Searching for Monoliths: When Science Fiction Informs Science Reality

In 1999, American satellites in orbit around the moon detected a strange magnetic anomaly emanating from within the crater designated Tycho. An early explanation for origin of the anomaly source was a ferrous meteorite, but that could not account for the strength of the produced magnetic field. A few years later in 2001, an expedition to the anomaly site was dispatched from the lunar base at Clavius. The team was led by astrophysicist and former chair of the US National Council of Astronautics, Dr. Heywood Floyd. The expedition revealed a structure, in more ways than one similar to a black box, with rectangular prismatic dimensions in the ratio of the squares of the first three nonzero natural numbers. This ratio held even when the distances were measured at the finest resolution afforded by modern instruments. Subsequent radioisotopic dating of the surrounding regolith implied that the structure had remained in place for some three million years, long before any lunar activity attributable to any human nation and in fact older than the genus \textit{Homo} itself. Given its age and unnatural design, scientists were led to conclude that the object is not of this world nor of this solar system, but actually an emissary of some advanced extraterrestrial civilization sent to monitor the development of the human race.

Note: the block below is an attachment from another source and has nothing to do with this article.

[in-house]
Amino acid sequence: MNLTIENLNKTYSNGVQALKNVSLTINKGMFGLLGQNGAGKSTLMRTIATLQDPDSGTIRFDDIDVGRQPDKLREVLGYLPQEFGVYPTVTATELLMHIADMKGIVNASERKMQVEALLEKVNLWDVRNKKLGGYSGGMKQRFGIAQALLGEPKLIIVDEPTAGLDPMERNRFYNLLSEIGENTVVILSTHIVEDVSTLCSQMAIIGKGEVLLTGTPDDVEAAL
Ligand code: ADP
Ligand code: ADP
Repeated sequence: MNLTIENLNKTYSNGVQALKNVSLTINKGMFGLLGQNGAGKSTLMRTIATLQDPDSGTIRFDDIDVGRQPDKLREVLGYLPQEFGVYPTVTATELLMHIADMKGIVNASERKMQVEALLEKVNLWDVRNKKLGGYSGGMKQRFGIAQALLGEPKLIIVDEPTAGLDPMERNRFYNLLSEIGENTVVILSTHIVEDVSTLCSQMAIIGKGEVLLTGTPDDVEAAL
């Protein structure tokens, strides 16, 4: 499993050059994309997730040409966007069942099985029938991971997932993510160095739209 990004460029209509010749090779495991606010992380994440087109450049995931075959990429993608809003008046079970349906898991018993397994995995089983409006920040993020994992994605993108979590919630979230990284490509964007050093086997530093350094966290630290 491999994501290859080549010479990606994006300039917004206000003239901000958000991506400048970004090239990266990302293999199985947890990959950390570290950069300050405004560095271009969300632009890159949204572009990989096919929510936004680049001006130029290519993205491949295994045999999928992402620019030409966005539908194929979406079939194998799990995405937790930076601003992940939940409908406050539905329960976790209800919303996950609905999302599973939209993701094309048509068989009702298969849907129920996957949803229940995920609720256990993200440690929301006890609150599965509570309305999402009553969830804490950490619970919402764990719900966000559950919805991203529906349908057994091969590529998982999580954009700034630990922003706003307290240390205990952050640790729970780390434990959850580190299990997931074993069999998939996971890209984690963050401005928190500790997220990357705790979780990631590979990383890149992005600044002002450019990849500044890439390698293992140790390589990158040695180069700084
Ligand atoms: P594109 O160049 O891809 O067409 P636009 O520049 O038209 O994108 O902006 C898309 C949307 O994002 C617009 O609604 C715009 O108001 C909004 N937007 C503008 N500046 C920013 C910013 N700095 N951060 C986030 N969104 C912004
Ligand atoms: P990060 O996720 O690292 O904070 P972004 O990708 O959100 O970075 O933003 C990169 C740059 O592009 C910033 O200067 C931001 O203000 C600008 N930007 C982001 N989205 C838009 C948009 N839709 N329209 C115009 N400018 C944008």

Does it sound like science fiction? The above story is indeed fictional and is actually lifted from the plot of 2001: A Space Odyssey, a film and novel by Stanley Kubrick and Arthur C. Clarke (which itself is influenced by Clarke’s earlier short story The Sentinel). However, this is fundamentally the type of object that SETI scientists are now seriously contemplating searching for! (As such, we should be mindful of the great ideas that have come to us from science fiction.) Setting aside great storytelling, one of the core ideas of this film was that the Earth had been visited in the remote past by an alien intelligence who established and left behind artifacts after their survey of the solar system was complete. Whether the artifacts were left deliberately or otherwise inadvertently is less important as is the fundamental question of whether or not it is possible for us to perform an exhaustive search for them. In 2013 (nonfiction timeline), Davies & Wagner suggested exactly this kind of search and also overviewed the kinds of strategies we might use to detect a variety of signatures which would suggest that the Moon had been visited in the remote past. These strategies revolve around searching through the Lunar Reconnaissance Orbiter (LRO) data, which offers high resolution imaging of the lunar surface. In this way, SETI science can “piggyback” off the gains of traditional science, which often acquires data that can dually be utilized for SETI purposes. (Imagine the difficulty of justifying a complete surface map of the Moon for the explicit purpose of searching for alien artifacts in a mission proposal to NASA!) With the LRO data, we are afforded the ability to search for 1-10m class objects which could be the detritus, message-carrier structures, habitats, or instruments of a past alien visitation.